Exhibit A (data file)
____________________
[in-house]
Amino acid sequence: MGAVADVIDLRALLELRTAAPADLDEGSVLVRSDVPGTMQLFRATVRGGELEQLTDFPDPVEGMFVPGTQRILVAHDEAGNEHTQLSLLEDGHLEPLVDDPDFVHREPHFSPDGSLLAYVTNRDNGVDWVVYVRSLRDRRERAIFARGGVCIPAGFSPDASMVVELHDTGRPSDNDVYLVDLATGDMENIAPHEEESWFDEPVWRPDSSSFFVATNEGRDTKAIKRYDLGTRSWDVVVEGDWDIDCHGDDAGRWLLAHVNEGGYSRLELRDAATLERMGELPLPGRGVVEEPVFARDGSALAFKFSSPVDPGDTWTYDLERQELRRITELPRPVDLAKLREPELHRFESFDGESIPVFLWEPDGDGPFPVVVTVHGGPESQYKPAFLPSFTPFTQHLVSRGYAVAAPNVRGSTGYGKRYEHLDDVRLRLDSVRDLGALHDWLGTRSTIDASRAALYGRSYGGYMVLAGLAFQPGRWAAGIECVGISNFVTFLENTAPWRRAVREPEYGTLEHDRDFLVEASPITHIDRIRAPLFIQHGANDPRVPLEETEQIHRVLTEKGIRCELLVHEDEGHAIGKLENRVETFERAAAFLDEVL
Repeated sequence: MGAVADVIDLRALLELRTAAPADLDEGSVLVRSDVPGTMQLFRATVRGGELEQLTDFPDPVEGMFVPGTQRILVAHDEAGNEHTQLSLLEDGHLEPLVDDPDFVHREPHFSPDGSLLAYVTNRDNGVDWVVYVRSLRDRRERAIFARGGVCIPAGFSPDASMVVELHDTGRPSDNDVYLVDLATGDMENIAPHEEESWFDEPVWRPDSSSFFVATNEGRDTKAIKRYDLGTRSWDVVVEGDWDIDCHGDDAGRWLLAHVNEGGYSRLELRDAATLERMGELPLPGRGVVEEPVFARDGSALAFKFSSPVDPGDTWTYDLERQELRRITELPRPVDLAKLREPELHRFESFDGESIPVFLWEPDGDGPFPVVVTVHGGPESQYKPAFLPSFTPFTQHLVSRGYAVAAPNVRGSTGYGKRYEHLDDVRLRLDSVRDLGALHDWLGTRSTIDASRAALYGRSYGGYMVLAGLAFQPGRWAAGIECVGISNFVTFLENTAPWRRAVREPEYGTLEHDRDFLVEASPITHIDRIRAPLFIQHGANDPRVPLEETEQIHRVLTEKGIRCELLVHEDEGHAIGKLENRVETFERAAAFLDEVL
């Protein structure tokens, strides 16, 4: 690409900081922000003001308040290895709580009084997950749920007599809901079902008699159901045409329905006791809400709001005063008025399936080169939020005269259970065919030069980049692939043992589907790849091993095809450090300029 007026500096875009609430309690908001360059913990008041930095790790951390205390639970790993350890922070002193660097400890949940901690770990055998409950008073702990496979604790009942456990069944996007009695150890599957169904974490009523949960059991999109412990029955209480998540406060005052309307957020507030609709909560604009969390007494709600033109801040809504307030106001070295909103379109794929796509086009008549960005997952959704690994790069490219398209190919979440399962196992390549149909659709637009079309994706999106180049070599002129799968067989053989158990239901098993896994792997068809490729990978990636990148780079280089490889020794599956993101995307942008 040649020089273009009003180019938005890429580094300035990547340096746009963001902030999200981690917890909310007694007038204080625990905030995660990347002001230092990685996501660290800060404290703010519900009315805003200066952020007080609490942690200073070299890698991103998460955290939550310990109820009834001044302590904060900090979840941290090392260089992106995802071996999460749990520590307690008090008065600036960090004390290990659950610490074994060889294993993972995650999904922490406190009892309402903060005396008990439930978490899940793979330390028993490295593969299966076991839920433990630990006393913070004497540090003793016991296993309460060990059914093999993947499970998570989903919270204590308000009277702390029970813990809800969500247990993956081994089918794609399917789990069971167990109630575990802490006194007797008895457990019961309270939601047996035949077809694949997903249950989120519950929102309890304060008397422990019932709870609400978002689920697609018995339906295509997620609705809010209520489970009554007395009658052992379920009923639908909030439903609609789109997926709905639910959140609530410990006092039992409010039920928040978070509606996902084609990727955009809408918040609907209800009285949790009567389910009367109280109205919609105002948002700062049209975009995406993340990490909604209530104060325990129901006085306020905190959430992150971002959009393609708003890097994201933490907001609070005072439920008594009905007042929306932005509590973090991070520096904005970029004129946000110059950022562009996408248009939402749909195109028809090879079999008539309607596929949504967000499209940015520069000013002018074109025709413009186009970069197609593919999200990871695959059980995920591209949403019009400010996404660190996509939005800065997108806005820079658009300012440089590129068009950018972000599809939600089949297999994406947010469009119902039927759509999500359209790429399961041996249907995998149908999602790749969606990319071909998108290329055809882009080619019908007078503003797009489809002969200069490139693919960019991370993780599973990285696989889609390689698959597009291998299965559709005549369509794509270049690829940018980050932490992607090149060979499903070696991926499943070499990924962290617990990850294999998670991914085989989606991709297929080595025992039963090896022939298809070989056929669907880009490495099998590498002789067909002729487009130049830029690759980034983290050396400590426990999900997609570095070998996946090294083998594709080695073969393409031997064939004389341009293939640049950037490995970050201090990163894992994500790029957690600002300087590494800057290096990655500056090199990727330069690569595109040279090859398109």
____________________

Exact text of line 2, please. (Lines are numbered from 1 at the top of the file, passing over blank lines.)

Amino acid sequence: MGAVADVIDLRALLELRTAAPADLDEGSVLVRSDVPGTMQLFRATVRGGELEQLTDFPDPVEGMFVPGTQRILVAHDEAGNEHTQLSLLEDGHLEPLVDDPDFVHREPHFSPDGSLLAYVTNRDNGVDWVVYVRSLRDRRERAIFARGGVCIPAGFSPDASMVVELHDTGRPSDNDVYLVDLATGDMENIAPHEEESWFDEPVWRPDSSSFFVATNEGRDTKAIKRYDLGTRSWDVVVEGDWDIDCHGDDAGRWLLAHVNEGGYSRLELRDAATLERMGELPLPGRGVVEEPVFARDGSALAFKFSSPVDPGDTWTYDLERQELRRITELPRPVDLAKLREPELHRFESFDGESIPVFLWEPDGDGPFPVVVTVHGGPESQYKPAFLPSFTPFTQHLVSRGYAVAAPNVRGSTGYGKRYEHLDDVRLRLDSVRDLGALHDWLGTRSTIDASRAALYGRSYGGYMVLAGLAFQPGRWAAGIECVGISNFVTFLENTAPWRRAVREPEYGTLEHDRDFLVEASPITHIDRIRAPLFIQHGANDPRVPLEETEQIHRVLTEKGIRCELLVHEDEGHAIGKLENRVETFERAAAFLDEVL